It is difficult to extract any intelligible conclusion from the chaotic mass of dispatches relative to the movements of Hooker's army. One correspondent announces, with great parade, that our troops have "occupied Chancellorville;" another informs us that Chancellorville consists of "one red brick house, owned by a widow lady." We have a vast amount of conjectures and dogmatic assurances of what is going to happen from different correspondents, but the public has long since learned what value to place on such statements. This much seems to be certain; that the bulk of the army has crossed the Rappahannock without encountering much opposition; and that in the skirmishing which has ensued, our troops generally held the advantage.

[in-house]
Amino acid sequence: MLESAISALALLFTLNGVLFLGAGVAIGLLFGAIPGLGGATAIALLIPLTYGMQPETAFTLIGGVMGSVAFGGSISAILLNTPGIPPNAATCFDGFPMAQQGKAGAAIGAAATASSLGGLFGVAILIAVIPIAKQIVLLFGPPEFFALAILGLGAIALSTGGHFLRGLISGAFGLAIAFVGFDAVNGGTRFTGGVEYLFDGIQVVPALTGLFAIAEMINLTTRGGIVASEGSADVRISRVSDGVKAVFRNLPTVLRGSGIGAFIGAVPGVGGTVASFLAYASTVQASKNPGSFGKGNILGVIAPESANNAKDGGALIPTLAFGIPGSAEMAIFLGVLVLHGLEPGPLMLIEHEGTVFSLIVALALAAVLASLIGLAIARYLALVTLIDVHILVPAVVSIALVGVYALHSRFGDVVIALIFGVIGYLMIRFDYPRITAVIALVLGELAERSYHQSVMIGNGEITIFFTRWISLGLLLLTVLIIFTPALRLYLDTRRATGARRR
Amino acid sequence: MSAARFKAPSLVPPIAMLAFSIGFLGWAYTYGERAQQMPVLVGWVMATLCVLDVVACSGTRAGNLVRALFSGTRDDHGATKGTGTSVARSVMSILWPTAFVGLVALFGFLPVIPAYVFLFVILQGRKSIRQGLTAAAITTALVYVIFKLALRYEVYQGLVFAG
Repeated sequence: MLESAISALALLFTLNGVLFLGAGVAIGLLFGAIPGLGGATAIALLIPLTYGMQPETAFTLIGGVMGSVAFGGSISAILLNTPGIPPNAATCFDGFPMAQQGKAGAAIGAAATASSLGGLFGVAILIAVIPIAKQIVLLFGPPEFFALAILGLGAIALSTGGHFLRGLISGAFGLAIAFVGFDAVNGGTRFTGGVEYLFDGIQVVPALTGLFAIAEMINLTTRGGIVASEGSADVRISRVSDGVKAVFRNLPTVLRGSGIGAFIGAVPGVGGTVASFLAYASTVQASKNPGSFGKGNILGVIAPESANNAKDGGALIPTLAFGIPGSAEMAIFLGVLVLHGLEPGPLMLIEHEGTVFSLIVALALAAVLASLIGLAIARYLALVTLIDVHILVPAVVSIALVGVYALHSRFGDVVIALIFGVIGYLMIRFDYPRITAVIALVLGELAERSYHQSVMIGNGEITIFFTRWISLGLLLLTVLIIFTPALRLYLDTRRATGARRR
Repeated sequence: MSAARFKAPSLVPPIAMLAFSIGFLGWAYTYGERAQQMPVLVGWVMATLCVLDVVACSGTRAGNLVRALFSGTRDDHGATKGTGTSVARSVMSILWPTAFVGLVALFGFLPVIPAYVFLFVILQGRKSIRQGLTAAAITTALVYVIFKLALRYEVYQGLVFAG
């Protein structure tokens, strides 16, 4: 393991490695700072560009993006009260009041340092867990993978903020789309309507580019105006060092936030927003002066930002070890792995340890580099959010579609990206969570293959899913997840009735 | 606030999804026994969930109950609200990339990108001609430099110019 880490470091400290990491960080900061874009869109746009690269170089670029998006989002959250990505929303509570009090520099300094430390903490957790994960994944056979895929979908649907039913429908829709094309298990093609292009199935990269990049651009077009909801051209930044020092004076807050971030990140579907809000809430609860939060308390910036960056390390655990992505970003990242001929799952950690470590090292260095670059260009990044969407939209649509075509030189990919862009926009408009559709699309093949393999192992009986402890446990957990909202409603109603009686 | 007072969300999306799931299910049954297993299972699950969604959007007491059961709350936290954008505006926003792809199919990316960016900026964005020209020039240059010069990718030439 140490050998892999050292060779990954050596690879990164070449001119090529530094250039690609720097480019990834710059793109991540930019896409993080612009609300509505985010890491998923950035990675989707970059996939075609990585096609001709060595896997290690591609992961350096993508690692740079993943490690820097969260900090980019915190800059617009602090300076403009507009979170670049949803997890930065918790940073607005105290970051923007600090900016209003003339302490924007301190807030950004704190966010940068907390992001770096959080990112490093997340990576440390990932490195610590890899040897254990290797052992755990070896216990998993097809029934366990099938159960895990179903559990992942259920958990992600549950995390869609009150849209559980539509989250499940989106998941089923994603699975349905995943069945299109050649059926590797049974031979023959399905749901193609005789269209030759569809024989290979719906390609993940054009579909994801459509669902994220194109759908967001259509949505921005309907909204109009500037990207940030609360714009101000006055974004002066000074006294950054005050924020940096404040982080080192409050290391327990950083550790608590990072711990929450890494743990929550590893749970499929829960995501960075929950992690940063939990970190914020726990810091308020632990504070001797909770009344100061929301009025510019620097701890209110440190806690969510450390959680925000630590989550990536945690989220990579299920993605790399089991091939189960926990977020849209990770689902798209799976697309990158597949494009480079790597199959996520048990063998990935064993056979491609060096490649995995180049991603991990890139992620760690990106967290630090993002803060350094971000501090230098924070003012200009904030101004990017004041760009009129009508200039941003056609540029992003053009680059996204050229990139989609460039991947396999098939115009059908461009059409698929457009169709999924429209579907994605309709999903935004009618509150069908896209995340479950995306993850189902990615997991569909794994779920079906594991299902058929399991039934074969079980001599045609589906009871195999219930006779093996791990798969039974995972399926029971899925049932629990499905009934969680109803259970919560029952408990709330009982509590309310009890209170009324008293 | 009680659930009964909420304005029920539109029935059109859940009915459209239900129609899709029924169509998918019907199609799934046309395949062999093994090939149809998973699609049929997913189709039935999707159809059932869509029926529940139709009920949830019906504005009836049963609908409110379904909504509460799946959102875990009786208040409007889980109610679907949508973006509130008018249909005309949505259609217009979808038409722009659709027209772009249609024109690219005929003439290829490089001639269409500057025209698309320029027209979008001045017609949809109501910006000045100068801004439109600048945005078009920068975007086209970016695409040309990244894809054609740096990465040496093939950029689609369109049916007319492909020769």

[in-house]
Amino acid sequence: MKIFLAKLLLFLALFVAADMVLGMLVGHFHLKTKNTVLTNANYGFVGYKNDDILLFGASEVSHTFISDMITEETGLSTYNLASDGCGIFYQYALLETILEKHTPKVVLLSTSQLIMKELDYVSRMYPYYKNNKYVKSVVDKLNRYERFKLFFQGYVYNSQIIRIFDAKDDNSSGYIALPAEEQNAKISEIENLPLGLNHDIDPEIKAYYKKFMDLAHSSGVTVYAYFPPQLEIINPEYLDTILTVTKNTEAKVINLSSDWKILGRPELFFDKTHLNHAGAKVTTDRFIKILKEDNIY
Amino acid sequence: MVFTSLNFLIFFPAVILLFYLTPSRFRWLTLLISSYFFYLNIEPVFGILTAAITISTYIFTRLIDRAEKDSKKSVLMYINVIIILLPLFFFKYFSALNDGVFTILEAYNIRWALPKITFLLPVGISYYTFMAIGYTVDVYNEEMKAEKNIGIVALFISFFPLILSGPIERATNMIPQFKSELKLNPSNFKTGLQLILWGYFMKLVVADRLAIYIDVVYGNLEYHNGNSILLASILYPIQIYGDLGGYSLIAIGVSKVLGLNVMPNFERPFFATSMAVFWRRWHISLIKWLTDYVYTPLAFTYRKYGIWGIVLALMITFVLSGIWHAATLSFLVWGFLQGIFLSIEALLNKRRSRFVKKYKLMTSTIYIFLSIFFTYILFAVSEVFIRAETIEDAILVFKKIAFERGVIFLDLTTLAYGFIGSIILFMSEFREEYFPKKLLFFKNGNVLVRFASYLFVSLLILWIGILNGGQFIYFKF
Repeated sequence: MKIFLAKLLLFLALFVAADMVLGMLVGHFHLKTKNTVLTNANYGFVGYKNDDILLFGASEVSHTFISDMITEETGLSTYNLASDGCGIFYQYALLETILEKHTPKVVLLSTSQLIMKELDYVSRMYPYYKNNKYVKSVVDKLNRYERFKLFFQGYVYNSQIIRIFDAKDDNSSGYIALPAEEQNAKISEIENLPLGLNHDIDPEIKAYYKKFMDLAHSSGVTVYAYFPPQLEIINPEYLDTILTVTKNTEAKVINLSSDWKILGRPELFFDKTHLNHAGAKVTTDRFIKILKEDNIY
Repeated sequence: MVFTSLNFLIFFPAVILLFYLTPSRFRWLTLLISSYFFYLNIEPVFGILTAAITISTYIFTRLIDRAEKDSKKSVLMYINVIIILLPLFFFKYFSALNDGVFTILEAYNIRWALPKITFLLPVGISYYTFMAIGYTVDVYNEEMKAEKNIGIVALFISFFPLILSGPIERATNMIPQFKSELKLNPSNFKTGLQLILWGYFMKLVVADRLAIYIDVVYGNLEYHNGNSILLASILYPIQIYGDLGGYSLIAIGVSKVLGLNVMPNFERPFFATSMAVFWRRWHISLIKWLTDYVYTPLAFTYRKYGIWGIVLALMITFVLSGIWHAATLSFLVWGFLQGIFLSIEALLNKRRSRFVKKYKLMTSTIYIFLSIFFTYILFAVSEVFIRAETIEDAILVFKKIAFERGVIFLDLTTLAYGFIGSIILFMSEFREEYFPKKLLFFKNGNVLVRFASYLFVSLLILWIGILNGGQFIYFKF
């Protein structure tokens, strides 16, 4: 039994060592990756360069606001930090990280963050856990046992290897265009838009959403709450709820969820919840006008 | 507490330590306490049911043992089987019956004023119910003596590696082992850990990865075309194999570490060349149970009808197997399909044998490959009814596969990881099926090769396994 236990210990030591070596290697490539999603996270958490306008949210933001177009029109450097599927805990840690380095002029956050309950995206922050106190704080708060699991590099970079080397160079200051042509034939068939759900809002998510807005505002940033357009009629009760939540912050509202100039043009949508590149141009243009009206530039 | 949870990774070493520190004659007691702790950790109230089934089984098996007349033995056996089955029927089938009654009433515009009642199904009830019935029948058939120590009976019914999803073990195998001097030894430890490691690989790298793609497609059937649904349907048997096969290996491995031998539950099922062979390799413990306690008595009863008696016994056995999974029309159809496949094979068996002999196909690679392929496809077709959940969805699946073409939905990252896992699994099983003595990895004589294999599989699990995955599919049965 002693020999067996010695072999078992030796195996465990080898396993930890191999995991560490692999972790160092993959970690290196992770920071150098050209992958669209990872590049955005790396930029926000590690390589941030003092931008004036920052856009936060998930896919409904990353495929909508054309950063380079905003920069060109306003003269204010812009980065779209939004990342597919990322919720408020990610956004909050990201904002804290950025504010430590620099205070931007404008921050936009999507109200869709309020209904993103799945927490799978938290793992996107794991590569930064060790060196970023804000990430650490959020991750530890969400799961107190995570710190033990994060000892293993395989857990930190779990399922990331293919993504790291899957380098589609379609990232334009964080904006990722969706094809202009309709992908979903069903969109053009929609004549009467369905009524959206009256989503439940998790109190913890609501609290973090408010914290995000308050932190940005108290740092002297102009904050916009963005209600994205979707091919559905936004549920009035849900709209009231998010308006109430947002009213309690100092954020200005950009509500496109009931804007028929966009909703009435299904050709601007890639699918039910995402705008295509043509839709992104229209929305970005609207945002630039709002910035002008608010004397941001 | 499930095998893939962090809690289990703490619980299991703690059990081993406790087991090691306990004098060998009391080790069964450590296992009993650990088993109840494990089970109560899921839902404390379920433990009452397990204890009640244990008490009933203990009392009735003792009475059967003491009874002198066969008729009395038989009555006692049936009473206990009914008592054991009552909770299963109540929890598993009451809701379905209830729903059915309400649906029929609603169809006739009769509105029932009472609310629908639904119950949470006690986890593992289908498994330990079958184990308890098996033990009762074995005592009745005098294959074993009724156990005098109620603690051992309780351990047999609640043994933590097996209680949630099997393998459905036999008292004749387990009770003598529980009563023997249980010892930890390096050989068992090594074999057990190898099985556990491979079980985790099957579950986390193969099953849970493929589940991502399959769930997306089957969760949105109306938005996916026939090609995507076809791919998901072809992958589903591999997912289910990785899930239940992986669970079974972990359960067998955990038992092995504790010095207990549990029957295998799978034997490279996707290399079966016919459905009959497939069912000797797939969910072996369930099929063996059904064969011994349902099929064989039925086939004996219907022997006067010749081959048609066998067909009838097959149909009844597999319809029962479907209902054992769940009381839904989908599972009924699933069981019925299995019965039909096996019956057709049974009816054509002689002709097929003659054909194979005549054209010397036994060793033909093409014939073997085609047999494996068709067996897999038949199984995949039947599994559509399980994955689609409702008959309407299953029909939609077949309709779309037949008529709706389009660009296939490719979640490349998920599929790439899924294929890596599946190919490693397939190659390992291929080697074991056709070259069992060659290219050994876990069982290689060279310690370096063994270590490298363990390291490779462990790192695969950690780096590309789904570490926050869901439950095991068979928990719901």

It is by no means certain that Hooker will be able to realize his promise to the men, that the rebel generals should give him battle on ground of his own choosing. Burnside crossed the Rappahannock, and was glad to cross back again, "between two days," as they say down east. And although Hooker's advance is evidently conducted with much more precaution and military judgment than was Burnside's, we must wait for positive in formation before we assume that all is well. He has not yet captured the batteries which hurled back Burnside's troops, shattered and broken, like waves from a rock.